The return of the Inseminator: Eutelegenesis in past and contemporary reproductive ethics.John McMillan - 2007 - Studies in History and Philosophy of Science Part C: Studies in History and Philosophy of Biological and Biomedical Sciences 38 (2):393-410.
    Eugenicists in the 1930s and 1940s emphasised our moral responsibilities to future generations and the importance of positively selecting traits that would benefit humanity. In 1935 Herbert Brewer recommended ‘Eutelegenesis’ so that that future generations are not only protected from hereditary disease but also become more intelligent and fraternal than us. The development of these techniques for human use and animal husbandry was the catalyst for the cross fertilization of moral ideas and the development of a critical procreative morality. While (...)
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  36.  19
    Conclusions: psychopathy and responsibility, a rejoinder.Luca Malatesti & John McMillan - 2010 - In Luca Malatesti & John McMillan (eds.), Responsibility and Psychopathy: Interfacing Law, Psychiatry and Philosophy. Oxford University Press. pp. 319.
    The philosophical contributes in the volume offer several considerations for the conclusion that psychopaths offenders should not be considered morally responsible for their crimes. We situate this conclusion within wider philosophical debates and indicate relevant directions of further research.
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  37.  46
    Defending PCL-R.Luca Malatesti & John McMillan - 2010 - In Luca Malatesti & John McMillan (eds.), Responsibility and Psychopathy: Interfacing Law, Psychiatry and Philosophy. Oxford University Press.
    In this chapter we argue that Robert Hare's psychopathy checklist revised (PCL-R) offers a construct of psychopathy that is valid enough for philosophical investigations of the moral and legal responsibility of psychopathic offenders.
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  38.  23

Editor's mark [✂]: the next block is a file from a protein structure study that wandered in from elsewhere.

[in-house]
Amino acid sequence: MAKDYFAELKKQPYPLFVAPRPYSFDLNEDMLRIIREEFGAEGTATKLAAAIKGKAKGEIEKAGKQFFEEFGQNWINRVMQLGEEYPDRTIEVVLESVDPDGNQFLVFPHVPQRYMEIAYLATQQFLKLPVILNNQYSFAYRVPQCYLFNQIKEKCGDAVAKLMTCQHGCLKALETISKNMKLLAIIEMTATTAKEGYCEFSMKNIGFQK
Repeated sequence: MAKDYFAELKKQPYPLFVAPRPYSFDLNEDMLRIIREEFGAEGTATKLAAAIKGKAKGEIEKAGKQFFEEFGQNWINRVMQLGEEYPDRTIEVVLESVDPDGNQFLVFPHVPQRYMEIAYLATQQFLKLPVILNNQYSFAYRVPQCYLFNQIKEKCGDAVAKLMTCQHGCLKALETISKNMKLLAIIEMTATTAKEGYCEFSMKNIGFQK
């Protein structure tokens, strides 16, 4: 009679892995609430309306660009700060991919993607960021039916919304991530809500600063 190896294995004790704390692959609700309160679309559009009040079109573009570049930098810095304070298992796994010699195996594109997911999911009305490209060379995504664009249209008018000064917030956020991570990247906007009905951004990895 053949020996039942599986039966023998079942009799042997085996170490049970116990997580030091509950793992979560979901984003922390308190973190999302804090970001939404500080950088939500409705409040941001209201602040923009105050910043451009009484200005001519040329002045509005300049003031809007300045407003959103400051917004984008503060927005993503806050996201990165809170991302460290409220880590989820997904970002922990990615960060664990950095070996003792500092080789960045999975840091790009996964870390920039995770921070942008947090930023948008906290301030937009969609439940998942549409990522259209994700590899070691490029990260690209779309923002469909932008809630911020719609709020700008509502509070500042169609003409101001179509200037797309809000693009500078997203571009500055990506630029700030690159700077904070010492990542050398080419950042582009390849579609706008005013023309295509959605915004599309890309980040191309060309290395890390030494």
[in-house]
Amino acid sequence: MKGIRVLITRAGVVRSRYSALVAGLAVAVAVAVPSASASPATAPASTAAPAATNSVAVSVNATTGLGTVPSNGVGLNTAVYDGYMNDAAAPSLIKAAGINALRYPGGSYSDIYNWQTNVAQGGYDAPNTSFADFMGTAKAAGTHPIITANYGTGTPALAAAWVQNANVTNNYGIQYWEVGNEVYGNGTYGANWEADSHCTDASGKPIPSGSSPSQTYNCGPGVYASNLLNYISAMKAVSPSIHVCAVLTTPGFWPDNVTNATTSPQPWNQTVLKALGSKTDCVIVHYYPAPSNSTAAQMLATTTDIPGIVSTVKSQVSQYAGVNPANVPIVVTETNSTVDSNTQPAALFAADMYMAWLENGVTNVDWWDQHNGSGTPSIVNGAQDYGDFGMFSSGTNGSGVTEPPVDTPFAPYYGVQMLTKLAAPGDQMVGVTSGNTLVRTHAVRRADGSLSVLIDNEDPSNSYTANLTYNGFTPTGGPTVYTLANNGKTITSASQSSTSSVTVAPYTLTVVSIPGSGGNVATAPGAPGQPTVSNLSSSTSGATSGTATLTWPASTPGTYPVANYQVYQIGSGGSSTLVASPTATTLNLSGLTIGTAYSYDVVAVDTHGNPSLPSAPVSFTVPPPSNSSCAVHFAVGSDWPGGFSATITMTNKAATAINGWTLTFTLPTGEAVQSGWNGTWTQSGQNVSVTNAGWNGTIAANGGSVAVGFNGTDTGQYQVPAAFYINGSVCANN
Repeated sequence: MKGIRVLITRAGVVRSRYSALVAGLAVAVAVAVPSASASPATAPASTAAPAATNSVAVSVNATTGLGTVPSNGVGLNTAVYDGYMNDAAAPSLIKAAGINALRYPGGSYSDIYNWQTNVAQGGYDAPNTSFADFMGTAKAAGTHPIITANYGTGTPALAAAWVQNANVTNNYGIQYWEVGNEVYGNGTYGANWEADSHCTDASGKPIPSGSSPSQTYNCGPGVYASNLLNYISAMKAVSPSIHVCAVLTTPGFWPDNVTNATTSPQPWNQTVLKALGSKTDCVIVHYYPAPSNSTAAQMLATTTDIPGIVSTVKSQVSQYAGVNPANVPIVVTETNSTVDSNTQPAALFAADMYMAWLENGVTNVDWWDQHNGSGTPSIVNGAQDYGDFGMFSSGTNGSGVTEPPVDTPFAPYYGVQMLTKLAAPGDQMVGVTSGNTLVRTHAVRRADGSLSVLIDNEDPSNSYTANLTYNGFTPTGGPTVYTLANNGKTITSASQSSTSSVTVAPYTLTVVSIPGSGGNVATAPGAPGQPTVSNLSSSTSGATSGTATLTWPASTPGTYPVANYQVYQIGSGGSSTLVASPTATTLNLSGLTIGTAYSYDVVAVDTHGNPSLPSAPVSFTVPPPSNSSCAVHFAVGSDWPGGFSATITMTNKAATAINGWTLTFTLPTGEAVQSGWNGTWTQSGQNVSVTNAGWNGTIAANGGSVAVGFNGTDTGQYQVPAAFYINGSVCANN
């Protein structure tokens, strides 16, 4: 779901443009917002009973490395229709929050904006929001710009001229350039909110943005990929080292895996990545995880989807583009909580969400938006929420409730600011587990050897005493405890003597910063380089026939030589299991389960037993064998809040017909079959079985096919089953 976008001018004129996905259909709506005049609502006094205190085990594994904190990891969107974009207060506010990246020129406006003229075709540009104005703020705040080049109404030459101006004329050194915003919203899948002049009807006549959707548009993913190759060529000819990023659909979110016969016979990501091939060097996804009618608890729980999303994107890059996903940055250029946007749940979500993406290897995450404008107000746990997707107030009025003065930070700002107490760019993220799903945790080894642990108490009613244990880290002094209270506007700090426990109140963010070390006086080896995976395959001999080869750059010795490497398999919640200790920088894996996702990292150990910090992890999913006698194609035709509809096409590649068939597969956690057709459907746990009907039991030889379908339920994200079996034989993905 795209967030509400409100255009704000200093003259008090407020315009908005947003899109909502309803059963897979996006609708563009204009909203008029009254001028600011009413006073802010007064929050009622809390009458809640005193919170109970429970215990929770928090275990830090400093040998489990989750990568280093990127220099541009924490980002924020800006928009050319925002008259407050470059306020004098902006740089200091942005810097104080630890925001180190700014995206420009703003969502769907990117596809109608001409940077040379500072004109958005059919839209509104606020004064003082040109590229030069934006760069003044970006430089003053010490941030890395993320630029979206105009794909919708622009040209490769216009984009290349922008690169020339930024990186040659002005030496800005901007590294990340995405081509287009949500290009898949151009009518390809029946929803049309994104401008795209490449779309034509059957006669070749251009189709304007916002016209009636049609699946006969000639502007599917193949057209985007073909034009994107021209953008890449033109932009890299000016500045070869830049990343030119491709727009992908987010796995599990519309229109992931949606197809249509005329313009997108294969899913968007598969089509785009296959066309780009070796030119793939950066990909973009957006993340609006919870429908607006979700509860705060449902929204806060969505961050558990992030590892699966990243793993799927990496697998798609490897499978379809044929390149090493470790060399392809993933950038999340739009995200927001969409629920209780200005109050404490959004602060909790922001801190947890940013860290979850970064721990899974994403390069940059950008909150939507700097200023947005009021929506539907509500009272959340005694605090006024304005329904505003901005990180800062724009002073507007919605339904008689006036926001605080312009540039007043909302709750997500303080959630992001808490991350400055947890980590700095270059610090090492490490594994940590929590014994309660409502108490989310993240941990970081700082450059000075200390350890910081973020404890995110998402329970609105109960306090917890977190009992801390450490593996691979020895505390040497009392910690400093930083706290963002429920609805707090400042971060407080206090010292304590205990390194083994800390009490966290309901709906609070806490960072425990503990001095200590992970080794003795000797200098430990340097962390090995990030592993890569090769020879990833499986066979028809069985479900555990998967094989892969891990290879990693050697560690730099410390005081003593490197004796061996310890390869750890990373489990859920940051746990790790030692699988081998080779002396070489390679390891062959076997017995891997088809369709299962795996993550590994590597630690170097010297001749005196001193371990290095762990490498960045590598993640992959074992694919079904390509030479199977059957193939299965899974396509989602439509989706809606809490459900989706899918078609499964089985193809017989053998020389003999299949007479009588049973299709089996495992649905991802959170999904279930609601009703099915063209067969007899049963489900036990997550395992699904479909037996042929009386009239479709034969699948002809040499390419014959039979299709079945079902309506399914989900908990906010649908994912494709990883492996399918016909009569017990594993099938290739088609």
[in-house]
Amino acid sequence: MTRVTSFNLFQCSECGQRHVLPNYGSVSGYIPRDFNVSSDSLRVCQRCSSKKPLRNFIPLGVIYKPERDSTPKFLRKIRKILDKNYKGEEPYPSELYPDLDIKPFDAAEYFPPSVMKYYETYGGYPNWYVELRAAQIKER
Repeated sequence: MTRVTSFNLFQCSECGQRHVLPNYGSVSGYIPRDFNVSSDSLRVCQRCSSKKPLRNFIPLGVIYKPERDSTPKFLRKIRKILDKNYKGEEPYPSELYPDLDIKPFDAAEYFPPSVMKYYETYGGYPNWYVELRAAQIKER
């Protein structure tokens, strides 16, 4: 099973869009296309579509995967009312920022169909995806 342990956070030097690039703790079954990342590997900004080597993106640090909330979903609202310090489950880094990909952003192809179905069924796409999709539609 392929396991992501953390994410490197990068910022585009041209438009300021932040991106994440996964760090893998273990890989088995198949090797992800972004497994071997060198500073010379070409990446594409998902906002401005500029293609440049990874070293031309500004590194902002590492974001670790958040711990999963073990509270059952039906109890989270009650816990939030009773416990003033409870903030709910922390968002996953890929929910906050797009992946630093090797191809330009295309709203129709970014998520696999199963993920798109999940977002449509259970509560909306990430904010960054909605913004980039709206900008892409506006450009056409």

Human Rights: The Normative Engine of Fairness and Research in Developing Countries.John McMillan - 2010 - American Journal of Bioethics 10 (6):47-49.
    (2010). Human Rights: The Normative Engine of Fairness and Research in Developing Countries. The American Journal of Bioethics: Vol. 10, No. 6, pp. 47-49.
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  39.  21
    Broadening the debate: the future of JME feature articles.Lucy Frith & John McMillan - 2023 - Journal of Medical Ethics 49 (3):155-155.
    The JME editorial team selects its feature articles from the best papers accepted for publication based on their quality, novelty and capacity to move debate forward on a specific issue. Feature articles are made freely available and are published alongside reviewed and submitted commentaries. We do this partly to promote and acknowledge excellent work in medical ethics, but also to encourage authors to submit their best papers to the JME. JME feature articles have deepened the analysis of some central issues (...)
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  40. Jaspers and Defining Phenomenology.John McMillan - 2002 - Philosophy, Psychiatry, and Psychology 9 (1):91-92.
    In lieu of an abstract, here is a brief excerpt of the content:Philosophy, Psychiatry, & Psychology 9.1 (2002) 91-92 [Access article in PDF] Jaspers and Defining Phenomenology John McMillan IT IS POSSIBLE TO DISTINGUISH a number of positions that you might take on the importance of phenomenology for the study of the mind. The strongest position is to think that phenomenology is sufficient for understanding the mind. This is a position that would be very hard to defend and it is (...)
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  41.  61
    Some Methodological Issues in Neuroethics: The Case of Responsibility and Psychopathy.Luca Malatesti & John McMillan - 2021 - Cambridge Quarterly of Healthcare Ethics 30 (4):681-693.
    There are some distinct methodological challenges, and possible pitfalls, for neuroethics when it evaluates neuroscientific results and links them to issues such as moral or legal responsibility. Some problems emerge in determining the requirements for responsibility. We will show how philosophical proposals in this area need to interact with legal doctrine and practice. Problems can occur when inferring normative implications from neuroscientific results. Other problems arise when it is not recognized that data about brain anatomy or physiology are relevant to (...)
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  42. Moral responsibility, consciousness and psychiatry.John McMillan & Grant R. Gillett - 2005 - Australian and New Zealand Journal of Psychiatry 39 (11):1018-1021.